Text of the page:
L1 and L2 Bridging

The Scroll bridge enables the transfer of ETH, ERC20 tokens, NFTs, and arbitrary messages between L1 and L2. It serves as a secure mechanism for moving various digital assets across L1 and L2.

To facilitate the transfer of ETH and ERC20 tokens, the Scroll bridge utilizes the Gateway Router. This contract ensures the smooth passage of these assets between L1 and L2, allowing users to transfer their Ethereum-based tokens seamlessly.

The ERC721 and ERC1155 Gateway enables the transfer of non-fungible assets between the two networks, allowing users to move their NFTs across L1 and L2.

In addition to token transfers, the Scroll Messenger contract enables cross-chain contract interaction. This means that contracts on one network can interact with contracts on the other network through the Scroll Messenger contract. This functionality expands the possibilities for decentralized applications and smart contracts to operate seamlessly across both networks.

L1 Gateway architecture


There are many entry points from the user to the Scroll bridge. This will depend on what you want to do and how you want to do it. If you want to send ETH or ERC20 tokens, you should use the GatewayRouter. If you want to send NFTs, you should use the L1ERC721Gateway or L1ERC1155Gateway. If you want to send arbitrary data, you should use the L1ScrollMessenger. All Gateway transfers use the Scroll Messenger to send assets cross-chain, whose job is to append the transactions to the Message Queue for L2 inclusion.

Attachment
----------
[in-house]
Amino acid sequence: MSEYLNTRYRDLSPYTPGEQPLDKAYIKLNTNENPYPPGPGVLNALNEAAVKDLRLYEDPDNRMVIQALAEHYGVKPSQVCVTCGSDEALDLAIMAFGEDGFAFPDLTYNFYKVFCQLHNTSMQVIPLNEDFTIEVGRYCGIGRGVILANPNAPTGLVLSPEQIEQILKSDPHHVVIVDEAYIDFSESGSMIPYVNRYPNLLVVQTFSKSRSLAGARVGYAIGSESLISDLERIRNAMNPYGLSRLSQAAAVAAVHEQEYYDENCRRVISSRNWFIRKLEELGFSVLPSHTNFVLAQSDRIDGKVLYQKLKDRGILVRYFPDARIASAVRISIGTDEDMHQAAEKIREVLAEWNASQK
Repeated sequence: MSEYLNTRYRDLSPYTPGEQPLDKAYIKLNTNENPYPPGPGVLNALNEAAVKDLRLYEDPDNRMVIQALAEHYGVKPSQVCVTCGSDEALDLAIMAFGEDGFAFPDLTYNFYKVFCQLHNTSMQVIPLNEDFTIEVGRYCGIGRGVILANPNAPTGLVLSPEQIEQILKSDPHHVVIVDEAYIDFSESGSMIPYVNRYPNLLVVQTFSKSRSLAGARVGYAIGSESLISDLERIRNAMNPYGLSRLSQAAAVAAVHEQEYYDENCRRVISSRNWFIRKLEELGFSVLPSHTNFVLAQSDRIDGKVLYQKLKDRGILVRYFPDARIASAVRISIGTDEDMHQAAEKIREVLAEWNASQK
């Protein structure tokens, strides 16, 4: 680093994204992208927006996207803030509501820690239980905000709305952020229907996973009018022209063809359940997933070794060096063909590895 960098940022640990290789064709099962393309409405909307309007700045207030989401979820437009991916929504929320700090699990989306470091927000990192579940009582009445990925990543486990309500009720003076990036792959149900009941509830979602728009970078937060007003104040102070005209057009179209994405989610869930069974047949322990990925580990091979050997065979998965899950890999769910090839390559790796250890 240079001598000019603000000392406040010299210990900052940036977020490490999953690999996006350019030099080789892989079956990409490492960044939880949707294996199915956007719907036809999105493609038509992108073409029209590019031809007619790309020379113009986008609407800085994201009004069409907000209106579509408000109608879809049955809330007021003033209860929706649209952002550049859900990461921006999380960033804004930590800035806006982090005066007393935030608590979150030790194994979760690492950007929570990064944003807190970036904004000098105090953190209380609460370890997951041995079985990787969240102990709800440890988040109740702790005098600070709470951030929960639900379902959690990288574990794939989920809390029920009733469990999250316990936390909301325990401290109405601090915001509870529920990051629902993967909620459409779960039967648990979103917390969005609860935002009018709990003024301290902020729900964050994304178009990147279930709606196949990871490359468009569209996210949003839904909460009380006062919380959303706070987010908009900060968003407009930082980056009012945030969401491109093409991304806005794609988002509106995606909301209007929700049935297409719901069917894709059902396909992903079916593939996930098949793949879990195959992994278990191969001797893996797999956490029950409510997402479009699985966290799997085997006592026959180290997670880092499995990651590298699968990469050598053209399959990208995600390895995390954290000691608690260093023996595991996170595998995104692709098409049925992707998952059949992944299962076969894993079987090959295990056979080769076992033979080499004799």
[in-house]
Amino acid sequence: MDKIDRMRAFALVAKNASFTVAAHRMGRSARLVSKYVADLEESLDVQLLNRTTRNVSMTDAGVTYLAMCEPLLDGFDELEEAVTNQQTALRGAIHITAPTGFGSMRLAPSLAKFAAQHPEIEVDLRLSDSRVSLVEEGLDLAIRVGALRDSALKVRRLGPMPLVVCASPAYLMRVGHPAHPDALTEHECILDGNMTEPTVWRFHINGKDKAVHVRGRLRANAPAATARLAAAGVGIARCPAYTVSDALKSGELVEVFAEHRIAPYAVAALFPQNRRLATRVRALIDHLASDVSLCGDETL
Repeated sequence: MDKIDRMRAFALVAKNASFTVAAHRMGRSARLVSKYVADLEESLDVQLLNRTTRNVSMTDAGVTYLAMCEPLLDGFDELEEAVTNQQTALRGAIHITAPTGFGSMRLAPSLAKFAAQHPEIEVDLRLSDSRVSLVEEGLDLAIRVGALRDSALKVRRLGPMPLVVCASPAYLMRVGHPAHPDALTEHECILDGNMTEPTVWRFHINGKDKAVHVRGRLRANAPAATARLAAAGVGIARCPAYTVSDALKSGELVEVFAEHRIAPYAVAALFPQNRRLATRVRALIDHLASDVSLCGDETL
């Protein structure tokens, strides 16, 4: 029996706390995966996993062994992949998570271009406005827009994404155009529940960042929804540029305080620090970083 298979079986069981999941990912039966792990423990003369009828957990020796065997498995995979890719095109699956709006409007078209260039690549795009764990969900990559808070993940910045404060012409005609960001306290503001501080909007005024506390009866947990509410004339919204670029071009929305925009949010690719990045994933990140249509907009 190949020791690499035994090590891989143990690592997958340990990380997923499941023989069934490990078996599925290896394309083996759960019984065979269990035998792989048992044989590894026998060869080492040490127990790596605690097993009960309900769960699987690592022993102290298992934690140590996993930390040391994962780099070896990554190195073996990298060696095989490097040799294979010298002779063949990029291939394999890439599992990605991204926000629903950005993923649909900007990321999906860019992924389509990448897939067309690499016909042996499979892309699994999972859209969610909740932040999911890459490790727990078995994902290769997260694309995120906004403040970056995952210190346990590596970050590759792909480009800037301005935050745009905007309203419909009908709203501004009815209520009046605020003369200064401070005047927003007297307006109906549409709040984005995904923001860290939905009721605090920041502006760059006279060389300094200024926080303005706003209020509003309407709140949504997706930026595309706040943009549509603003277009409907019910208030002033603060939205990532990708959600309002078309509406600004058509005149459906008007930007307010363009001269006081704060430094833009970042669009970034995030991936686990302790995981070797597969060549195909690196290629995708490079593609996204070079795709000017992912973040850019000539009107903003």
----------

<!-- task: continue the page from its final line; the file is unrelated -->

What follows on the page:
L2 Gateway architecture


Regarding possible permissionlessly callable entry points, the L2 Gateway Architecture is very similar to L1. The difference is that when sending a message from L2, calling the appendMessage function will store the message in an append-only binary merkle tree (aka withdraw tree) in the L2MessageQueue. When a new message is sent to the L2MessageQueue, the relayer will detect it and store it in the database. When the block is finalized, it will generate a proof of the new merkle path and pass it to the L1geth node to execute on L1ScrollMessenger. All finalized withdraw roots will be stored in the rollup contract so we can verify the proof against them. In the next Scroll versions, the Relayer won’t be needed since all users will be able to finalize the transaction on L1.

In the upcoming sections, we will explore the technical aspects of the bridge, including the smart contract API required to utilize its capabilities. Detailed guides with code examples are provided in the Developer Guides section to assist developers and users in understanding and implementing these functionalities.

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